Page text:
- Jelly fish: pretty standard jelly fish served cold with sesame oil and some sesame seeds. Pretty good, not amazing though
- Eel: this was very good, it was stir fried and cooked in a semi sweet sauce. The eel was very tender and the sauce was good, not overly sweet or gloppy. I liked this quite a bit.
Pretty good meal, not as good as I was hoping for, but definitely still good. I would come back for the pidan alone, those were just amazing.
I'd go to Yung Kee just for their "pidan" eggs & pickled ginger :-D
Also liked their steamed beancurd topped with minced pork/shrimp, and braised fish tail/fin.
Frankly, there are so many better restaurants in HK these days, but I still go back to Yung Kee whenever I can - most of the times for the nostalgia & memories, but usually because you know what you're going to get there.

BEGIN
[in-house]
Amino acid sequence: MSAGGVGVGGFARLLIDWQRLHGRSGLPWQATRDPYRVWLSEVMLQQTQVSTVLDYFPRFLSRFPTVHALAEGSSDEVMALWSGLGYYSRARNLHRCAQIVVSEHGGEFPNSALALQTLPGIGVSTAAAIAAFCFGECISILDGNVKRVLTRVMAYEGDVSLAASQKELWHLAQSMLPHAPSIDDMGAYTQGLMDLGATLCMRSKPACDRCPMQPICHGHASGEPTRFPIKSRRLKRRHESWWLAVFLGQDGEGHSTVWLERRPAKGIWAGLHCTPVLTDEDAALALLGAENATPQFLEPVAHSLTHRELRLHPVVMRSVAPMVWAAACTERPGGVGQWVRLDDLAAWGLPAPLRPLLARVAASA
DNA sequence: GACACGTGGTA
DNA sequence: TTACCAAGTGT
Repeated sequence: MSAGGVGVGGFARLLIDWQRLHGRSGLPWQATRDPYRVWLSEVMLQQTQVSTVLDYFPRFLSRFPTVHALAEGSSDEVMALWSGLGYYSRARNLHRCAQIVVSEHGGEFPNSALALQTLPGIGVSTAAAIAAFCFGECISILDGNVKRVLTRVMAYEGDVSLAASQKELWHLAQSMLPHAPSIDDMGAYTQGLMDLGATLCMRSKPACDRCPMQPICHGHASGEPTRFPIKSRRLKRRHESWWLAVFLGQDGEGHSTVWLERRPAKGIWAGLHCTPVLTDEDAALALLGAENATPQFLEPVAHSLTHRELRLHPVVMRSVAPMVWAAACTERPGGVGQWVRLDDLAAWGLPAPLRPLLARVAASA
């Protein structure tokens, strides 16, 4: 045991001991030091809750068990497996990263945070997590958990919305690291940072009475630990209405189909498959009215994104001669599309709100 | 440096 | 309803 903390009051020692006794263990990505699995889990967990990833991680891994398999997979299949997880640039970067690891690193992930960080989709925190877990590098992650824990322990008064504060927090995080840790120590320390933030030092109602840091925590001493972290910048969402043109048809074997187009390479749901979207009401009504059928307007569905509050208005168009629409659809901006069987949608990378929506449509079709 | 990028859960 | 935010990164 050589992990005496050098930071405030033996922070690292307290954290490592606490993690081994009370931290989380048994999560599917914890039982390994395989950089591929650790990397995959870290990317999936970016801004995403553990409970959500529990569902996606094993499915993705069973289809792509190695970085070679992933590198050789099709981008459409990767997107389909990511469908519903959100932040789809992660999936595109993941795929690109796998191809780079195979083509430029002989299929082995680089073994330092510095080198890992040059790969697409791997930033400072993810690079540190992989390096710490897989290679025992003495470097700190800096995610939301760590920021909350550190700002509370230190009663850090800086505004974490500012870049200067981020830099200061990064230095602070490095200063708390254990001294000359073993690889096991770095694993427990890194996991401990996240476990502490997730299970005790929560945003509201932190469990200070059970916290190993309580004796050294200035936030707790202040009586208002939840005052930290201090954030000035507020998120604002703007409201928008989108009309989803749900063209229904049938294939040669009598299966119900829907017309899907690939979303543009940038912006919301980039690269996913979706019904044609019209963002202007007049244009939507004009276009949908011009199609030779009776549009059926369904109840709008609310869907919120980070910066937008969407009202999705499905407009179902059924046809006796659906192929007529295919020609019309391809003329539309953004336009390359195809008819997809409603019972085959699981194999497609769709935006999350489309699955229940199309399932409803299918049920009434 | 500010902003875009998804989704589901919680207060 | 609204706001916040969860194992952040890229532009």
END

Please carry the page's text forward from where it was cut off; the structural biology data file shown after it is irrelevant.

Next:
those pidan are amazing, we actually got a second order b/c it was just so good
I liked it, i just don't think it's as good as some people have said it is. I would like to try the Yung Kee club although I don't know anyone who's a member.
I'll probably go back at some point, so i'll try those dishes you mentioned.
One seldom mentioned specialty of Yung Kee ( since overshadowed by the goose and the thousand year eggs ) is their 'Pan fried 'cho-bak' salted fish'. HK$80? for a small piece.( a relative bargain at today's price, since my father once bought a 1 lb+ premium whole fish from a Sheung Wan store for over HK$800! ). Great with rice congee, however, their version of this salted fish was quite delicate and not overly salty which allows one to eat it stand alone like a snack! The crispy fish scale and skin is amazing!!
re: Charles Yu